When I was in my early teens, my grandparents were given a blue heeler (Australian cattle dog). He was a medium sized dog with a scruffy salt and pepper coat, and I thought he looked like he should be owned by a homeless person. He wasn’t anything you’d see and want to cuddle with.
Besides being visually unappealing, he was hyper. I don’t mean restless; I’m talking about the energy level of a marching band full of meth heads. Mosquitoes would give up chasing him because he was too dodgy.
The little devil had ups like Michel Jordan and the acrobatic abilities of Greg Louganis, too. He could walk up behind you and jump flat footed, do a 1080 triple front flip knack knack over your head, lick you in both ears, one eye, and French kiss you before sticking the landing perfectly and running away to harass some other part of God’s beautiful creation.
His worst characteristic as far as Granddaddy was concerned was what he was bred to do, though. That was to herd cattle. The farm was a little over 300 acres and made up of a mixture of pasture and woods. Unfortunately, the dog spent most of his time keeping the cows hemmed up in the far back corner of the farm, deep in the woods on the other side of a pretty deep ditch.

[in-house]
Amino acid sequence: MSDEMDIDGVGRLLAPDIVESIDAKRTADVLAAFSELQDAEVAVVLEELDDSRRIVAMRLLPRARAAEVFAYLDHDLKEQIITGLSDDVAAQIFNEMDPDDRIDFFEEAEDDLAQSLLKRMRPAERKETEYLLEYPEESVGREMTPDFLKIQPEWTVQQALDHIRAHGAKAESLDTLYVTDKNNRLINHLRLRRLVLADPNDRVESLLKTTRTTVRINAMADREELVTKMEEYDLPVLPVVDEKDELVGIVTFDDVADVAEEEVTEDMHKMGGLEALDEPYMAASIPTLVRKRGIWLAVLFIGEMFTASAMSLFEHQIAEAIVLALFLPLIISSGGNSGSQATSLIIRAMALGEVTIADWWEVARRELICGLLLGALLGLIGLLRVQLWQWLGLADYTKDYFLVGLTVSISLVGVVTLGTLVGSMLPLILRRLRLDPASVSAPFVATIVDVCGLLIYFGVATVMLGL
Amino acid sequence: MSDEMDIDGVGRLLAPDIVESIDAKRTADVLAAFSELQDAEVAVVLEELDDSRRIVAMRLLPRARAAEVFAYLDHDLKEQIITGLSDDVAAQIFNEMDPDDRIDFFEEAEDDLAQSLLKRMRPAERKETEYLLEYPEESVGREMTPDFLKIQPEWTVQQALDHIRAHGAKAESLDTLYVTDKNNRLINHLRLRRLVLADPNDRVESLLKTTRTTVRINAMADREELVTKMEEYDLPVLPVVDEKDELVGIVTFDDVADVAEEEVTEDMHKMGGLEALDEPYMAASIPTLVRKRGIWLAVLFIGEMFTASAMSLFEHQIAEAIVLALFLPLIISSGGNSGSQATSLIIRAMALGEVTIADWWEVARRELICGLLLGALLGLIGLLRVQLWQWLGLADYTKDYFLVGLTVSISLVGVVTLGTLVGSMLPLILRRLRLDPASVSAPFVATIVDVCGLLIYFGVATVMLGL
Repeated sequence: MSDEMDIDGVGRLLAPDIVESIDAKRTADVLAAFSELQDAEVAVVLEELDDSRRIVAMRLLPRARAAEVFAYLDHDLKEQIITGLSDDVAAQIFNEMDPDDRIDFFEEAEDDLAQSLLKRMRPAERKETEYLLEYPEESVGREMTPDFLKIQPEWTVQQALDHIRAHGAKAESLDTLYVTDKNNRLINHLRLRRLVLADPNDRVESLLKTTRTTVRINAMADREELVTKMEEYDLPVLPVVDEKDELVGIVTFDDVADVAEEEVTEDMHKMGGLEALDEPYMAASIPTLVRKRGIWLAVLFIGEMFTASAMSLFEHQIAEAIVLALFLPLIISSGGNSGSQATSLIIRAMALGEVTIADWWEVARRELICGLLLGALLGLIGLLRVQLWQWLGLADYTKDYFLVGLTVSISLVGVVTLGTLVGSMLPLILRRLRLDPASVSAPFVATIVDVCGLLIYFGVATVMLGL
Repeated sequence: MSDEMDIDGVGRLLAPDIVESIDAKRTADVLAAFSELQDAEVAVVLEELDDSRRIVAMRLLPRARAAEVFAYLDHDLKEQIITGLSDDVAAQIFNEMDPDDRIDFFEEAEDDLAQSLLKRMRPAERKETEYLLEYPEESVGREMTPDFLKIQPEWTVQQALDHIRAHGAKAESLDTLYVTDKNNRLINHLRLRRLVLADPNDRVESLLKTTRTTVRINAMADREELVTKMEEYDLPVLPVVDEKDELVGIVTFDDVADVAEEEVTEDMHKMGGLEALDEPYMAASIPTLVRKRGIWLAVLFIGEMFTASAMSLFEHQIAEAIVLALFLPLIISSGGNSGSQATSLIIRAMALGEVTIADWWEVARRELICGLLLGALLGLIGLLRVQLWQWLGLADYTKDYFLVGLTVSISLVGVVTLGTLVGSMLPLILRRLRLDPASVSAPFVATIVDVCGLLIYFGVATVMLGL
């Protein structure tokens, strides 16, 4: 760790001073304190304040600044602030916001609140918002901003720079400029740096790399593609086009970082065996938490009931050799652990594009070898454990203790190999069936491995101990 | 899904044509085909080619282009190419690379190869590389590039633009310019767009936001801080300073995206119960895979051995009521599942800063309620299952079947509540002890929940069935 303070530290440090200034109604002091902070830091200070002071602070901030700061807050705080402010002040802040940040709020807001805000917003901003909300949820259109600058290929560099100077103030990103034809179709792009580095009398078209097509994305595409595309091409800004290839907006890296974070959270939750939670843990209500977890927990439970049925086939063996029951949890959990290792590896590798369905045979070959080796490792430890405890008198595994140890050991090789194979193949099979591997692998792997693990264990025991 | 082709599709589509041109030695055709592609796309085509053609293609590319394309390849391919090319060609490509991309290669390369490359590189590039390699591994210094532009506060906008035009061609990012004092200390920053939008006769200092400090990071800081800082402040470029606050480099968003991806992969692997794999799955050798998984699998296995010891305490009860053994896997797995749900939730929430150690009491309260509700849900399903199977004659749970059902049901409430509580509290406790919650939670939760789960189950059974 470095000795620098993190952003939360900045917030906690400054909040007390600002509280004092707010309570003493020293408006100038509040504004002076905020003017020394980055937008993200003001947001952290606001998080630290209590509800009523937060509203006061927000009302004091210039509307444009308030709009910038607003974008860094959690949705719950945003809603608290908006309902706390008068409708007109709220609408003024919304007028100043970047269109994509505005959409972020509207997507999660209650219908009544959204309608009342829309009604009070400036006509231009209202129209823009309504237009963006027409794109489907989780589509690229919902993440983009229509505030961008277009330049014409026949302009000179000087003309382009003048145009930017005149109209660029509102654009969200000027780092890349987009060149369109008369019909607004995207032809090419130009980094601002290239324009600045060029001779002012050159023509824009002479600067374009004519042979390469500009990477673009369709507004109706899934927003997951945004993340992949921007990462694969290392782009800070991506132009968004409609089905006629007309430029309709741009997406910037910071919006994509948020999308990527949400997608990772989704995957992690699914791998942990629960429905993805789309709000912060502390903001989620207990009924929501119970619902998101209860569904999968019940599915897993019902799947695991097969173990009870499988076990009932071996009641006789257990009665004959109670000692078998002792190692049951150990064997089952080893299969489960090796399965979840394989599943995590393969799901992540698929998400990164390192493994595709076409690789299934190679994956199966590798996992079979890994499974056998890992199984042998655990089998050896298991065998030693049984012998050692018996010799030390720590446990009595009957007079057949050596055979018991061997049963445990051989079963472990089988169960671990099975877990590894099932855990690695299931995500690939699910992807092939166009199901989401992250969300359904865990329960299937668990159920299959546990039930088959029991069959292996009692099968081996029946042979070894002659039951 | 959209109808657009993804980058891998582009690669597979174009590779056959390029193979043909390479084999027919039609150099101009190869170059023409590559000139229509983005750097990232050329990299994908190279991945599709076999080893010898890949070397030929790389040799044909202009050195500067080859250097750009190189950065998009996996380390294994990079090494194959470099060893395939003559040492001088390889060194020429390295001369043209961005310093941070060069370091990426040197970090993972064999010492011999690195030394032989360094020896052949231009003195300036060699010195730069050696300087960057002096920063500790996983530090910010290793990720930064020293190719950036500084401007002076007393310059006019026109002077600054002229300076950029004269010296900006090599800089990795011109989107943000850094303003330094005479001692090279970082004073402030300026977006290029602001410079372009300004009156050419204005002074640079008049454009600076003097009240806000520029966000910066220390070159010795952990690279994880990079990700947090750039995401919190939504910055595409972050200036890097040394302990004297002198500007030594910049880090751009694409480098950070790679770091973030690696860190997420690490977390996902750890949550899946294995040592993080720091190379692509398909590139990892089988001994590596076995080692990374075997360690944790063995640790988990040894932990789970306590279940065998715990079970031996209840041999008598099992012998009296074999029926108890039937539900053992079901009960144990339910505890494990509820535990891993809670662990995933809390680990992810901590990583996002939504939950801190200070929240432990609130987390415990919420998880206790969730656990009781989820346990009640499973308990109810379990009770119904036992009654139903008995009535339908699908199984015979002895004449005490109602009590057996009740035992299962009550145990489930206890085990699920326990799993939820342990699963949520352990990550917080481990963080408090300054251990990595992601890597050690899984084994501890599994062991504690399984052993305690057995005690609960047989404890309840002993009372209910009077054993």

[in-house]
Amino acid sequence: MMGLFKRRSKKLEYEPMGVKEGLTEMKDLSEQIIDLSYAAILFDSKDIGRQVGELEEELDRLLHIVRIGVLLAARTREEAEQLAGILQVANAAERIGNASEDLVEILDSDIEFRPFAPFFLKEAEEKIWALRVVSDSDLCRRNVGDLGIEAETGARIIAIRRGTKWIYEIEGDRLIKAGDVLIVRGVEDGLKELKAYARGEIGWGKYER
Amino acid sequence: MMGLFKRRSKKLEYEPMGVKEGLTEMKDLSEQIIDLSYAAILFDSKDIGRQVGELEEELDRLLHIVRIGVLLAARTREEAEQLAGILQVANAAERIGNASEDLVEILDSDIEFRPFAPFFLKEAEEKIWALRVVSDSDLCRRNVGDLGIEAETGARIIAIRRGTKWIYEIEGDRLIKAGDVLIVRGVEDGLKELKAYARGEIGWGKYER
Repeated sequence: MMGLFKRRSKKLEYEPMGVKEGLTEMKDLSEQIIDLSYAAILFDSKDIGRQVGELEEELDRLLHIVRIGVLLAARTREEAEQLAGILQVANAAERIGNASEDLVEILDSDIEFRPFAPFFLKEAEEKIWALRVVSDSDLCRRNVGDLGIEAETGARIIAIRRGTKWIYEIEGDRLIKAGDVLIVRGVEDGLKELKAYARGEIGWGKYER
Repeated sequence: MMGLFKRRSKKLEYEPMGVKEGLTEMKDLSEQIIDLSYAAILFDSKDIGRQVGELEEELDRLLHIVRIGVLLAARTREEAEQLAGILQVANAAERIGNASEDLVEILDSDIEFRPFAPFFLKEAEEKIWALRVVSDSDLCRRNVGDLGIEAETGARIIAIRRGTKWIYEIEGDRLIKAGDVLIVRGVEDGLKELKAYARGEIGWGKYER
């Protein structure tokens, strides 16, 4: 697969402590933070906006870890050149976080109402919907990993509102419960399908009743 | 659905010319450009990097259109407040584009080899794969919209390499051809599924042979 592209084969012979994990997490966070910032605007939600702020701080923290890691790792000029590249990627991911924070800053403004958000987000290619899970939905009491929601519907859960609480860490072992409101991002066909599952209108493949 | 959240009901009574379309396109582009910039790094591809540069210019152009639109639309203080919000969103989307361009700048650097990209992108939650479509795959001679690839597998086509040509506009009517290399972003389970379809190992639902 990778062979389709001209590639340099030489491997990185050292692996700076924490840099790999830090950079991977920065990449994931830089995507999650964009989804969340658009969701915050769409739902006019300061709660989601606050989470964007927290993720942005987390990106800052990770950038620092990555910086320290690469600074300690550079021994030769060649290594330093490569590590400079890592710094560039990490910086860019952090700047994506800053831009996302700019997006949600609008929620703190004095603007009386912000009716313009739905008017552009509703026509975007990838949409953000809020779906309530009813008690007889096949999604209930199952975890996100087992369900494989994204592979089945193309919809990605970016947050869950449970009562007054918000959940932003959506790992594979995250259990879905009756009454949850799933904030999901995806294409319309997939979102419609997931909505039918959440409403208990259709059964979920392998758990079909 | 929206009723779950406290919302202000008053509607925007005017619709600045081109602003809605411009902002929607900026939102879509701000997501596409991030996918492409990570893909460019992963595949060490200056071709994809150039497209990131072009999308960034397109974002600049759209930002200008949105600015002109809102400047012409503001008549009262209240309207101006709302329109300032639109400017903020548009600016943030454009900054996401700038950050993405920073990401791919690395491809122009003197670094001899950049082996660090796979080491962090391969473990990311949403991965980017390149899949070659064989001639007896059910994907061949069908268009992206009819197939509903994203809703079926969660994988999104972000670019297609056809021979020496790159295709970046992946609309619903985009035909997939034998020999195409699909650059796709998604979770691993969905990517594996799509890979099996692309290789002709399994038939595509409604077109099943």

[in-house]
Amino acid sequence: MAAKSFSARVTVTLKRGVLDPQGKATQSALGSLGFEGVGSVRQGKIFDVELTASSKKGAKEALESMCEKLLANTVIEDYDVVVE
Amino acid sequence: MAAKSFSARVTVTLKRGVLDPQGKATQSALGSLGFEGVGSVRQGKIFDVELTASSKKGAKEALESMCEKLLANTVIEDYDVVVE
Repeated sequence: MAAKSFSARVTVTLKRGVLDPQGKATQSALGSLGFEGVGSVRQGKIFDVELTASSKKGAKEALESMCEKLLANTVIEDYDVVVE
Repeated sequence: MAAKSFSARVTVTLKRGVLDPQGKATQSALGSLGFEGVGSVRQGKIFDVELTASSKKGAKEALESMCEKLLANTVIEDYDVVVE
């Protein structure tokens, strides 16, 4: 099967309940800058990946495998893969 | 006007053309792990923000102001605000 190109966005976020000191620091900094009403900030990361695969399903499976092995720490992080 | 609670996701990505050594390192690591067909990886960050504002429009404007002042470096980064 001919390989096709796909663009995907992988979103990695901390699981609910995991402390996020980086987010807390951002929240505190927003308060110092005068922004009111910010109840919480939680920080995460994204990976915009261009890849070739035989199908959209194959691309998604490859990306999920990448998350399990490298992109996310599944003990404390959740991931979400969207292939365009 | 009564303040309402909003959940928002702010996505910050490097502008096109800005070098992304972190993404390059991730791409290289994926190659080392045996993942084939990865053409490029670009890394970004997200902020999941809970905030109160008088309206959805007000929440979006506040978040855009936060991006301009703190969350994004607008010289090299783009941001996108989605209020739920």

These were the days before everyone had a UTV, and other than riding his tractor, the only way Granddaddy had to let the cows out of the dog’s makeshift concentration camp was to wait on the dog to get hungry enough to come back to the house for supper or walk a good distance and struggle to keep the dog from returning to his post.
So, after Granddaddy finally got fed up enough, he came up with a brilliant, affordable, and infallible solution to the herding problem. He chained an old tire to the dog’s collar. That way he could still get around without being locked in the old chicken coop all the time, but he wouldn’t be able to drag it out of the yard to run the cows because the tire was surely too heavy and cumbersome.
A week or so later, Granddaddy found out how hard it was to drag a hyper dog, a section of logging chain, and an old truck tire back to the house from the back corner of the farm.
I’m not sure exactly what happened to that dog, but it wasn’t there the next time I went to see my grandparents.